Microsoft Delivers Universal Windows App Development at Build 2014

By Darryl K. Taft  |  Posted 2014-04-02 Print this article Print

Developers can create a project with heads for Windows and Windows Phone, or right-click to add a Windows or Windows Phone head to an existing application, he said. Microsoft has been gradually moving toward this capability for years and continues on the path to true unification of the development platform, the company said.

Indeed, Visual Studio 2013 Update 2 RC contains tools for the next generation of the Windows Phone platform and the Windows platform. “We have what we call a Windows Device Platform update that we’re going to be delivering at Build that contains a platform for phones in Windows Phone 8.1 and an update to Windows 8.1. And it also contains the latest tools that let you target those platforms,” Somasegar told eWEEK. “We are taking a huge step forward in what we call platform unification. Whether you are running Windows on a PC or a laptop, or whether you are running Windows on a slate, or whether you are running Windows on a phone, you can now use a concept we call Universal Project in Visual Studio to build one application where you literally share 90 percent of the APIs and a lot of your code and build different heads for the different form factors. You want to be able to build one app that spans across all Windows form factors.”

Indeed, Windows Phone 8.1 also enables developers to build applications using the Windows Runtime, with an API surface that is over 90 percent aligned with Windows 8.1 applications.  Visual Studio 2013 Update 2 enables developing WinRT-based apps for Windows Phone in C#/XAML, C++/XAML, C++/DirectX and JavaScript/HTML, Somasegar said.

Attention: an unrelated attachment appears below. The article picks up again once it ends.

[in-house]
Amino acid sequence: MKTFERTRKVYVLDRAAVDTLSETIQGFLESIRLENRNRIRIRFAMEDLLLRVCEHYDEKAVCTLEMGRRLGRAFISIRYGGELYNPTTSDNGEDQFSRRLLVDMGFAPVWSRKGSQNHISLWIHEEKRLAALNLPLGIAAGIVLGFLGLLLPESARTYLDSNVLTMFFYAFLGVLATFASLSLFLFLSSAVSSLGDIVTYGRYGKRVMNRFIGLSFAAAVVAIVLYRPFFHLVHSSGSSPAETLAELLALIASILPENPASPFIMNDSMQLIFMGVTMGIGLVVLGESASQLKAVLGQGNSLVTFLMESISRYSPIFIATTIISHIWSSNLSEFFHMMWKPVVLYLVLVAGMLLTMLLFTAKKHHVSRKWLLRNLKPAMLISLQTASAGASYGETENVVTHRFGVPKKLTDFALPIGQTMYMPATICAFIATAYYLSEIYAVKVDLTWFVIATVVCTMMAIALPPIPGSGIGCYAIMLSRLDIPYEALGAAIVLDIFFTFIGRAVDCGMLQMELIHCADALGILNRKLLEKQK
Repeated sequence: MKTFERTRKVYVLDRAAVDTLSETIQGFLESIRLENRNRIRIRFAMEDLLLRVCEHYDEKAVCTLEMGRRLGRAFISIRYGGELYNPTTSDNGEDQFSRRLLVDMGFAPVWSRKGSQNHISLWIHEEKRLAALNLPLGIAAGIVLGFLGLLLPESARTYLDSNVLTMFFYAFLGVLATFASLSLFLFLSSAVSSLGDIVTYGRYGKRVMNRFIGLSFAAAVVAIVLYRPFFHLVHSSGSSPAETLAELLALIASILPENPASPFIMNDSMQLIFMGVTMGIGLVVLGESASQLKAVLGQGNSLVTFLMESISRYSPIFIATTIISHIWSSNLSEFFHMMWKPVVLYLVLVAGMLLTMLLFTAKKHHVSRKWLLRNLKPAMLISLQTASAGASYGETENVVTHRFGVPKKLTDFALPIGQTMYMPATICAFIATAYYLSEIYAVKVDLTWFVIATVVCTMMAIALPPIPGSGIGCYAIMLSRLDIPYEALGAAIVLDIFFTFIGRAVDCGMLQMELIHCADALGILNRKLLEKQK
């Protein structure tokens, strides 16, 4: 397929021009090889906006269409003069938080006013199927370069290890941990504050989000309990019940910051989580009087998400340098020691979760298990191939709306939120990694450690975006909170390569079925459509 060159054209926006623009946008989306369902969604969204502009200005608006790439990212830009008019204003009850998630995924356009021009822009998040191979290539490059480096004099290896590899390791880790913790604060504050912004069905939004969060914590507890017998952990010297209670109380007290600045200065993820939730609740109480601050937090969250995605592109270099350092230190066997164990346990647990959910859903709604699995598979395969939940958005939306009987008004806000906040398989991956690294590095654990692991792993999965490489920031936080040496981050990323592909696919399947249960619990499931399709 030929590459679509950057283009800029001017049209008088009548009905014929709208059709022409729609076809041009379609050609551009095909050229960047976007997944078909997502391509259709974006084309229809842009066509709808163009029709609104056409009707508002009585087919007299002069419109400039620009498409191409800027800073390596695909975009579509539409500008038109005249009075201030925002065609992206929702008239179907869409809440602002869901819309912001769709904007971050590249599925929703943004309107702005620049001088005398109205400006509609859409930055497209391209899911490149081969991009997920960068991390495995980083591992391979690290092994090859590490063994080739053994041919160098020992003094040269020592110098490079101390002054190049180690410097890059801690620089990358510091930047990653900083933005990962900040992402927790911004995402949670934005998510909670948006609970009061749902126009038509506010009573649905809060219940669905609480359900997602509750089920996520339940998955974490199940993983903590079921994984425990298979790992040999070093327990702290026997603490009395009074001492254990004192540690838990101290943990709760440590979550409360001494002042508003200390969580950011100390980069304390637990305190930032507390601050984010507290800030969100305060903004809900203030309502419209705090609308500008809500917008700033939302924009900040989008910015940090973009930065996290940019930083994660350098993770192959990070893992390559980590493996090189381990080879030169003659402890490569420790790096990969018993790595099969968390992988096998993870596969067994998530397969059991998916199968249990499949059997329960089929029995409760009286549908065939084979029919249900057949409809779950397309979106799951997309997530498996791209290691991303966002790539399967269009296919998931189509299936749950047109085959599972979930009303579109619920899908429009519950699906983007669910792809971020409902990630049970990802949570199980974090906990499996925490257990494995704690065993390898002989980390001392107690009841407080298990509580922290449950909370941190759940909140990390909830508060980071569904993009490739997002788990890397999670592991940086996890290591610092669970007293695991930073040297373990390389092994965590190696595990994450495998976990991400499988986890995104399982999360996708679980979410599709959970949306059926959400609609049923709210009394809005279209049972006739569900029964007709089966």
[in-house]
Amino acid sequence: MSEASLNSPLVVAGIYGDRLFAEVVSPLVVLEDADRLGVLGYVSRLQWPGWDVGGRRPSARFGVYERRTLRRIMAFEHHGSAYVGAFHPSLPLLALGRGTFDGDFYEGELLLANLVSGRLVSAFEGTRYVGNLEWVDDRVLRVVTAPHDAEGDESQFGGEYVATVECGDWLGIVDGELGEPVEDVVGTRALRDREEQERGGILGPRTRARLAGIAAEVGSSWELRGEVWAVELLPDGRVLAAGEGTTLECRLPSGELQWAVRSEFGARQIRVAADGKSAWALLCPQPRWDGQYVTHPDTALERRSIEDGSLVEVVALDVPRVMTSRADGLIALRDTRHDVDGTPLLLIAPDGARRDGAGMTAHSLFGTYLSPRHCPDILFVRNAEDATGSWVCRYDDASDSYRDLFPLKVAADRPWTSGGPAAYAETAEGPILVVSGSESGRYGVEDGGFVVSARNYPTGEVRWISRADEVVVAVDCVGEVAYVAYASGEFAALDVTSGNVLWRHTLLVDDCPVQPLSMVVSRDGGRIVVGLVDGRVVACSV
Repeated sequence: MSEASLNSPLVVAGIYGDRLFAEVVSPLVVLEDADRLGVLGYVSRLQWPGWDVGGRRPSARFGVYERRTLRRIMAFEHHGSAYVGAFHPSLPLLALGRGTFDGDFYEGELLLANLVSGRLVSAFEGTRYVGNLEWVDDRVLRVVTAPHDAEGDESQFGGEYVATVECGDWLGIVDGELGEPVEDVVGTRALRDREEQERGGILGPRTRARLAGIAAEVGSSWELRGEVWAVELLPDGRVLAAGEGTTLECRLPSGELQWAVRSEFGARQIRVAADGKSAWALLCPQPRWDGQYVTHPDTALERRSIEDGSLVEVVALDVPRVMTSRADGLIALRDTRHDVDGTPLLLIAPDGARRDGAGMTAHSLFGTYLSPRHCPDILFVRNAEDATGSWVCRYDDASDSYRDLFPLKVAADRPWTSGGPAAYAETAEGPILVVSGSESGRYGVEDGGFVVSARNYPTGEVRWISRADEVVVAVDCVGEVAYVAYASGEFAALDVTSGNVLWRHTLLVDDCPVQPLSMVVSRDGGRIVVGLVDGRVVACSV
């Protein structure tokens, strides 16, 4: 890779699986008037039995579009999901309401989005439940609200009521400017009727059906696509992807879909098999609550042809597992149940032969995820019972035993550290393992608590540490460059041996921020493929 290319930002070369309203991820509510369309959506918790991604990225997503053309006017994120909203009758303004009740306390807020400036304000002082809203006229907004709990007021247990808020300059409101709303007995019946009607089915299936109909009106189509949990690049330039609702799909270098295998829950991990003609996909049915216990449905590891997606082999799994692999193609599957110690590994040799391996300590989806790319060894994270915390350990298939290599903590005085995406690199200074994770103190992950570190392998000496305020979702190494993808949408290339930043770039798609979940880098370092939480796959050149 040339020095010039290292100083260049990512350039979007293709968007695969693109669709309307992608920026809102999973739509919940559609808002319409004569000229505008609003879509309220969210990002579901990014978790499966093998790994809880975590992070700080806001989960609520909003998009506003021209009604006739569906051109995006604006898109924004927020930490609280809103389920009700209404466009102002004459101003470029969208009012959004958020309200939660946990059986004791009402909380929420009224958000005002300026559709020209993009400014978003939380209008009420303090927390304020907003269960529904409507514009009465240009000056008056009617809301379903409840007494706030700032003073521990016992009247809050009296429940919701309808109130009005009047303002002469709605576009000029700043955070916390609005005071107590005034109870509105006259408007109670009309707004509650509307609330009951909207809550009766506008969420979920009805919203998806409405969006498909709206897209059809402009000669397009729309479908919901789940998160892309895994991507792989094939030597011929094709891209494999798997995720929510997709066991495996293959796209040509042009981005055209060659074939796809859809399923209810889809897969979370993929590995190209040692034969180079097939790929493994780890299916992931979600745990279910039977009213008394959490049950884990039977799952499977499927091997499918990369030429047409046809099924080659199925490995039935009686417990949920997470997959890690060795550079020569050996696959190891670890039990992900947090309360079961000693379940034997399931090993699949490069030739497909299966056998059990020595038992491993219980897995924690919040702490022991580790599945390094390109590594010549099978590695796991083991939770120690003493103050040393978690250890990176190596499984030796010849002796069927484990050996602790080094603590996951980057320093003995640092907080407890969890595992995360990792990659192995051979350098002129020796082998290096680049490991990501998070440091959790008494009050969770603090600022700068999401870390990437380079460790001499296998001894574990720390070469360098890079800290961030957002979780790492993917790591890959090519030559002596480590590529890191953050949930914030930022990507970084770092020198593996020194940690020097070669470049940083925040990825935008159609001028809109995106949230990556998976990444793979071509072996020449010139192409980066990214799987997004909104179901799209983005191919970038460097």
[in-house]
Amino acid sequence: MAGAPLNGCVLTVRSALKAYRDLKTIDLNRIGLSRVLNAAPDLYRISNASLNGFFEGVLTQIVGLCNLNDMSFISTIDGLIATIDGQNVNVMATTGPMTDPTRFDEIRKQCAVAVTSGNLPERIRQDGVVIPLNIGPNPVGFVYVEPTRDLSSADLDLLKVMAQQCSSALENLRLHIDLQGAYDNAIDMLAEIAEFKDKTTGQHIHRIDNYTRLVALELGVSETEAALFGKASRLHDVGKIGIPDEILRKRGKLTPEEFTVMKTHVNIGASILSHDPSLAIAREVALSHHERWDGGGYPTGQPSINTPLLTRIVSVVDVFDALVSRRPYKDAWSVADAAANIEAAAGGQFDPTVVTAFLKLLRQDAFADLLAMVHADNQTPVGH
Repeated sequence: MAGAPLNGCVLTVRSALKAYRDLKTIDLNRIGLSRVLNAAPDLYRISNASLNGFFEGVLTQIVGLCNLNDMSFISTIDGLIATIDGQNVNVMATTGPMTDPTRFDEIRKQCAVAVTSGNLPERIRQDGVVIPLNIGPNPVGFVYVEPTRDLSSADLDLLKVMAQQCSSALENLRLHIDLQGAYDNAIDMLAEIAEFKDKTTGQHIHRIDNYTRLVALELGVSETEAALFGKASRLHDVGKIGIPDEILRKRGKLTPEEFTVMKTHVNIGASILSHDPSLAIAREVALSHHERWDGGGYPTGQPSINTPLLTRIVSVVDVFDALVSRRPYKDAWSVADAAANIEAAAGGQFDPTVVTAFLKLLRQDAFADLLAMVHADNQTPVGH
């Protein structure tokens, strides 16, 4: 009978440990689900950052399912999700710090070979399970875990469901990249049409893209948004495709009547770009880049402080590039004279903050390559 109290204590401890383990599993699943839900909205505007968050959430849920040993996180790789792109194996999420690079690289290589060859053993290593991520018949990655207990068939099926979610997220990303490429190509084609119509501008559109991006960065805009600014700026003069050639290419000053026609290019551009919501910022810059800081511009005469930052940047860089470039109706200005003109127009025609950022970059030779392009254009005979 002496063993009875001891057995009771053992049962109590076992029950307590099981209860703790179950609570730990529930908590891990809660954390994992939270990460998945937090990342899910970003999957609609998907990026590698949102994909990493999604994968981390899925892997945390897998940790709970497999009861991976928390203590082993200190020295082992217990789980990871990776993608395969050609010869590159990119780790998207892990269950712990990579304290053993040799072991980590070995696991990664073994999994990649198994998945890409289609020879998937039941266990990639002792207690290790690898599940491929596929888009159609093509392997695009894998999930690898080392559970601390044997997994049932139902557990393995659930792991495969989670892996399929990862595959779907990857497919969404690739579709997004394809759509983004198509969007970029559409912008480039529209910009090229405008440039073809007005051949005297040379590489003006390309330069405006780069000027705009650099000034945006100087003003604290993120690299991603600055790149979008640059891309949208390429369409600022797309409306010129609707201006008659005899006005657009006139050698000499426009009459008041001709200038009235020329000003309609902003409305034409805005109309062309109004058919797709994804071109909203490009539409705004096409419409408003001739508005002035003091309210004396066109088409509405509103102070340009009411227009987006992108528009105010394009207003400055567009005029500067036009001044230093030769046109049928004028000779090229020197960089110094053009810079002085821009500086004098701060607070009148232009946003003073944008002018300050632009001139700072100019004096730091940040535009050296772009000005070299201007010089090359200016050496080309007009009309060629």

Moreover, the suite of tools in Visual Studio for Windows Store development can all be used during development, debugging and diagnostics for Windows Phone 8.1 projects.

Microsoft also delivered TypeScript 1.0 and announced it is now taking contributions from the open-source community on TypeScript. TypeScript is Microsoft’s superset of JavaScript that is aimed at facilitating the development of enterprise-scale JavaScript applications. TypeScript has been an open-source project on Microsoft’s CodePlex site for more than a year and is now open to contributions.

In addition, Microsoft delivered a preview of its .NET Native Code Compilation for Windows and Windows Phone. The .NET Native is Microsoft’s attempt to combine the productivity of C# and .NET with the performance of native code. .NET Native is a faster just-in-time compiler, or rather an ahead-of-time compiler, that builds off of the Microsoft C++ compiler’s optimizer to produce native images with improvements to startup time, memory usage and application performance.

Meanwhile, Microsoft provided the final release of Team Foundation Server (TFS) 2013 Update 2.  This update provides dozens of new features in TFS, including improvements to Git support, backlog management in TFS Web Access, support for tags throughout Visual Studio and improvements in lightweight charting.

Other new features and updates in Visual Studio 2013 include improvements to ASP.NET and Web Tools, diagnostics tools, Azure tools, as well as updates to Microsoft’s release management and testing tools.


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